Department of Computer Science and Technology

Topics in Logic and Complexity

Course pages 2022–23

# Topics in Logic and Complexity

The assessment for this module consists of an essay, worth 30% of the mark, and a take-home test

Essay

Essays are due in by noon on Friday, 10th March. The essay should be about 3000 words and describe a major result (or set of results) in the area of Logic and Complexity. It need not give a full proof, but should give enough context, including necessary definitions, to be able to state the results precisely and explain in general terms its significance. Some suggestions for topics are listed below, with some pointers to starting points of investigation. You may suggest your own, but you should in any case agree a topic with the lecturer at the latest by Friday, 3rd February.

1. Courcelle's Theorem.

2. Fixed-point Logic with Counting

These two papers offer an entry point into the literature: paper 1; paper 2. This is also covered in Libkin's book.

3. Parameterized Complexity of First-Order Logic.

You could start with this brief survey and follow the references: Algorithmic Meta-Theorems. Another useful source to consult is the book by Flum and Grohe on Parameterized Complexity Theory.

4. First-Order Logic and Constant-Depth Circuits

The basic relationship between the expressive power of first-order logic and families of constant-depth circuits is covered in depth in Immerman's book on Descriptive Complexity Theory. An account can also be found in Libkin's book (Sections 6.1-6.4), and follow the references therein.

5. Bulatov-Zhuk Theorem

In 2017, Bulatov and Zhuk independently resolved a 25-year old conjecture by Feder and Vardi on the complexity of constraint satisfaction problems. This conjecture, also known as the CSP dichotomy conjecture. A starting point of investigation might be this survey

6. Zero-One and Limit Laws

The zero-one law for first-order logic is one of the oldest results in finite model theory. Extensions of it have been established by considering stronger logic; varying probability distributions and limiting probabilities other than zero and one. An essay might cover some of these. The basics are covered in Chapter 12 of Libkin's book.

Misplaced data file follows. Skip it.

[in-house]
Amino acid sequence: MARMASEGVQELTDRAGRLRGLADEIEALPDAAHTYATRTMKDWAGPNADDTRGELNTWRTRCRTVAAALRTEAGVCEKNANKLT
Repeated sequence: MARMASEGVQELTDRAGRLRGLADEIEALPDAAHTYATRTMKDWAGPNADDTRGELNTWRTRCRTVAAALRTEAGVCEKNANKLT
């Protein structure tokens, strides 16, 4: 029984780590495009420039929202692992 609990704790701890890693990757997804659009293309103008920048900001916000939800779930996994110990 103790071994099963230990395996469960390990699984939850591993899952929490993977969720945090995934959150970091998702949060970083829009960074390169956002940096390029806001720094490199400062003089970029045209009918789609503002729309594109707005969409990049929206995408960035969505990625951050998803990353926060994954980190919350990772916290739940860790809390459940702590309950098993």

7. Abiteboul-Vianu Theorem

This is covered in some detail in Libkin's book (Chapter 11). So, an essay might cover some extensions of it, such as to logics with counting.

8. The Quest for a Logic for P

A start could be this brief survey by Grohe. Also refer to the final chapter of the book by Ebbinghaus and Flum.

9. Parity Games and Fixed-Point Logic

A starting point for the connection with logic could be this paper. Ideally an essay would also cover more recent complexity results about parity games and could also discuss relations to other games such as mean-payoff games and stochastic games. There is also basic information on wikipedia.

10. Proof Complexity

Another area where logic and complexity intersect, not much covered in this course is Proof Complexity. A starting point of investigation could be the book on the subject by Krajicek.

Test

The take-home test will take place between 14th and 18th March. It will consist of a collection of problems based on the material lectured. The problems will be of a style similar to those in the exercise sheets.